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Top three tips for a "new era" of Australian privacy: Hitachi

Top three tips for a "new era" of Australian privacy: Hitachi

A well architected IT infrastructure can ease the burden of compliance

Hitachi Data Systems chief technical officer, Adrian De Luca, has weighed in on what will be a “new era of privacy” in Australia as March 12.

De Luca, who recently took part in a Google Hangout with privacy lawye,r Alec Christie, from DLA Piper, said writing your privacy was a critical first step.

“Just like protecting the intellectual property of your company, safeguarding identifying information of your clients is the next step in protecting your brand and reputation,” he said.

“If you think about it, protecting personal privacy should really be a logical extension to data security and management practices.

De Luca has given his top three tips for enterprise, to help deal with the biggest changes to Australia's privacy laws in 25 years.

He warned of applications storing data in multiple places, making copies and snapshots in different formats.

“You may be inadvertently storing personal information about people long forgotten or no longer deemed of business use,” he said.

"Conducting an audit of all your personnel not just a logical first step, but an important one.

"Not only will this help you uncover all your personally identifiable data, but it can also give you an opportunity to do a spring clean before getting your systems in order."

Next on the list is managing the information life cycle.

De Luca said a well architected IT infrastructure that is designed to support the privacy policy can ease the burden of compliance.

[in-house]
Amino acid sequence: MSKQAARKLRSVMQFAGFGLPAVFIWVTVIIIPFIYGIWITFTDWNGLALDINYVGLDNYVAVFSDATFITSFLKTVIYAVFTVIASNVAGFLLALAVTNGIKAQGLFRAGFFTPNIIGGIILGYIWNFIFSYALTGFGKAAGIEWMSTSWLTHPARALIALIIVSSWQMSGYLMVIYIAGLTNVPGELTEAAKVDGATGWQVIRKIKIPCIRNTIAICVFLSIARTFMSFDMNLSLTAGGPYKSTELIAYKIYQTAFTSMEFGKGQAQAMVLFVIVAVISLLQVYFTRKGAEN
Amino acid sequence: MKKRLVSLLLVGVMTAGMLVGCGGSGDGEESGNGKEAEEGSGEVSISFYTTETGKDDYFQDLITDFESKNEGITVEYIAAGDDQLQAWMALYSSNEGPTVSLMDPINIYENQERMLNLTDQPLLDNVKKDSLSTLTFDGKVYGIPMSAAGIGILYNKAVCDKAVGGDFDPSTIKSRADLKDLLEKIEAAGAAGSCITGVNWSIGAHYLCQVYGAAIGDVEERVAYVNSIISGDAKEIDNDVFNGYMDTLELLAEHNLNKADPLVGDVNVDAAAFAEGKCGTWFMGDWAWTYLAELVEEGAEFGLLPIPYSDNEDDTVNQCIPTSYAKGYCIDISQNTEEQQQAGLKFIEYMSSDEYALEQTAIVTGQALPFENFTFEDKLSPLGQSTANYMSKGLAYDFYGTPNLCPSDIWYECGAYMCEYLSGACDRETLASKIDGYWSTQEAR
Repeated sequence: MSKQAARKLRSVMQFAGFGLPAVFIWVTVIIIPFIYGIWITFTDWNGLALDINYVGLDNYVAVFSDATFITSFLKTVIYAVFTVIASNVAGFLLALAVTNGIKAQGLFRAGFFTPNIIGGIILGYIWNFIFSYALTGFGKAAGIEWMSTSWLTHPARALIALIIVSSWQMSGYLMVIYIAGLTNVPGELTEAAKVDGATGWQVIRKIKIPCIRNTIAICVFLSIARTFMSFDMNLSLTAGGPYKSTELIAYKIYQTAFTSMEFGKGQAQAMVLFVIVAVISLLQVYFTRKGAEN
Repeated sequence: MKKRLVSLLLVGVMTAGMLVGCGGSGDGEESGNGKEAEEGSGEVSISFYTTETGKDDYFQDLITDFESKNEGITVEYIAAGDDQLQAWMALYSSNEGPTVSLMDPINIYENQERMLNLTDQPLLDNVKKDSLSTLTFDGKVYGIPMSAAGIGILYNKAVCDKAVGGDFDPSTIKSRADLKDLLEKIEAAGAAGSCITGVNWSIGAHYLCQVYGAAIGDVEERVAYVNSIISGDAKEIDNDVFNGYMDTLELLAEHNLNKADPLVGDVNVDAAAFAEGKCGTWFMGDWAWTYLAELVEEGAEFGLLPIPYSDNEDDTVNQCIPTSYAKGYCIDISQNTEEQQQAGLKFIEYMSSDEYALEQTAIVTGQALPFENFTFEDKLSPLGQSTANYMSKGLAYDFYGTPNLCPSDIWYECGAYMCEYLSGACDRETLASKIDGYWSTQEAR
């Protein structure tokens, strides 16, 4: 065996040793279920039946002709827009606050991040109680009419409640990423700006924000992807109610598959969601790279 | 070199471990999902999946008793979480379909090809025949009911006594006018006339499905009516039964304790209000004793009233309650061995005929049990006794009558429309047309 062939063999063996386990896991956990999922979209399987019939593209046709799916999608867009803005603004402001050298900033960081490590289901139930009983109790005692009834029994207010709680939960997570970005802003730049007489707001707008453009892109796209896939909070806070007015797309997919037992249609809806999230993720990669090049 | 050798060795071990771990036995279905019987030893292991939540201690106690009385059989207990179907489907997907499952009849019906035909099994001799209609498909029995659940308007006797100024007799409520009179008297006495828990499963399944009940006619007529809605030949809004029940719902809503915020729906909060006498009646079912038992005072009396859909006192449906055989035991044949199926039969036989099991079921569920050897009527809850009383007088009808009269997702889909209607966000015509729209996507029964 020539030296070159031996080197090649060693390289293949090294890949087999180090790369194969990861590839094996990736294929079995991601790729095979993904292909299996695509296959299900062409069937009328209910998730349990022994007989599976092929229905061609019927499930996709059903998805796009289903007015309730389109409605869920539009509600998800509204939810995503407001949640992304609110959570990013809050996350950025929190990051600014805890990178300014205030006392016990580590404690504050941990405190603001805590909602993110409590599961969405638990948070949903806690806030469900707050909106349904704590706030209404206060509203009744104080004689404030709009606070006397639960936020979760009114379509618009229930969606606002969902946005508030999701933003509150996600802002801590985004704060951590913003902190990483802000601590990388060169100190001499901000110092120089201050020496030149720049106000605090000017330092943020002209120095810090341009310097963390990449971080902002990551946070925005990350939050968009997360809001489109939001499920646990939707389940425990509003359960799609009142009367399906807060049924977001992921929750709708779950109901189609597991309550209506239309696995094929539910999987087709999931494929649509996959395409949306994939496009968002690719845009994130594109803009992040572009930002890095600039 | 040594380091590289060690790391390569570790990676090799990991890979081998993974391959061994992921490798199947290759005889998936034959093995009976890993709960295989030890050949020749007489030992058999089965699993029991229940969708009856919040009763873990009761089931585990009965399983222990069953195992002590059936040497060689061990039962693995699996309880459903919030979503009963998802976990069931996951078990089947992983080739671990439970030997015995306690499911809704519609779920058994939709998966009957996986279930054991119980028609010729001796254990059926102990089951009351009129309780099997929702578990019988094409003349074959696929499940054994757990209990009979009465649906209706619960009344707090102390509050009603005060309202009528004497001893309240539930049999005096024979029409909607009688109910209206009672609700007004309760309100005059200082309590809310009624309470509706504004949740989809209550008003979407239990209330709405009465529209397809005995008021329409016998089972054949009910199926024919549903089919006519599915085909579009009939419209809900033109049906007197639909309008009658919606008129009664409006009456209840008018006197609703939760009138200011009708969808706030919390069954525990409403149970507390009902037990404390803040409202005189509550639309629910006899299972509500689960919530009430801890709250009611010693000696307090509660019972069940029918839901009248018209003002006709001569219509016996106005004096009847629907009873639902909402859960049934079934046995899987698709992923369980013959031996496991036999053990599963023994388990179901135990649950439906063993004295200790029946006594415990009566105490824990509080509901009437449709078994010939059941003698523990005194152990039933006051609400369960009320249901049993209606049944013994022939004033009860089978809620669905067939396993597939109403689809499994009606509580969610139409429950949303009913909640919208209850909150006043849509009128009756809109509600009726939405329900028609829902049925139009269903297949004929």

“In general, the APP’s require organisations to have well defined, documented procedures and systems for managing personal information,” he said.

“Adopting policy based file management technologies for relevant data sets can not only automate some of these procedures, but also enforce disposal when it is no longer needed."

He said various industry or legislative acts that overlay the APPs required the retention of information for a specified period of time.

“This is where software like Data Migrator on Hitachi Network Attached Storage (HNAS) really helps, allowing you to create flexible policies to migrate files from a primary file server to the Hitachi Content Platform (HCP), a full featured object store. Once in HCP, it remains persistent and immutable for as long as it needs to be retained,” he said.

“When no longer required as defined by the policy, the HCP will expire the objects where they can be permanently destroyed, helping to comply with APP 4 and 11.

“Furthermore, if changes or updates are made, HCP also allows you to maintain multiple versions providing a full audit history, helping comply to APP ‘s 10 and 13.”

APPs 10 and 11 call for maintaining the quality and security of personal information.

De Luca said the Hitachi Data Discovery Suite (HDDS) could search file systems and objects independent of application, giving you a ‘Google’ like view of all your instances and assist in identifying any discrepancies.

“Another benefit of HDDS is that it works independent of application, so if your retire your application down the track, you can still retrieve all the information wherever it may be," he said.

“Of course infrastructure technology alone will not lead to compliance salvation, but adopting modern tools and transforming your IT infrastructure will reduce the overall cost of compliance in the long run, as well as minimise the risk of falling foul of these new laws.

“I also believe the new privacy era is not only an opportunity for organisations to extend their existing data security practices to be more focused on individuals, but also to improve information workflows and efficiency across the enterprise."


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Tags privacy actAustralian Privacy PrinciplesAlec Christie form DLA piperGoogle HangoutHitachi Data Systems chief technical officer Adrian De LucaHitachi Network Attached Storage (HNAS)

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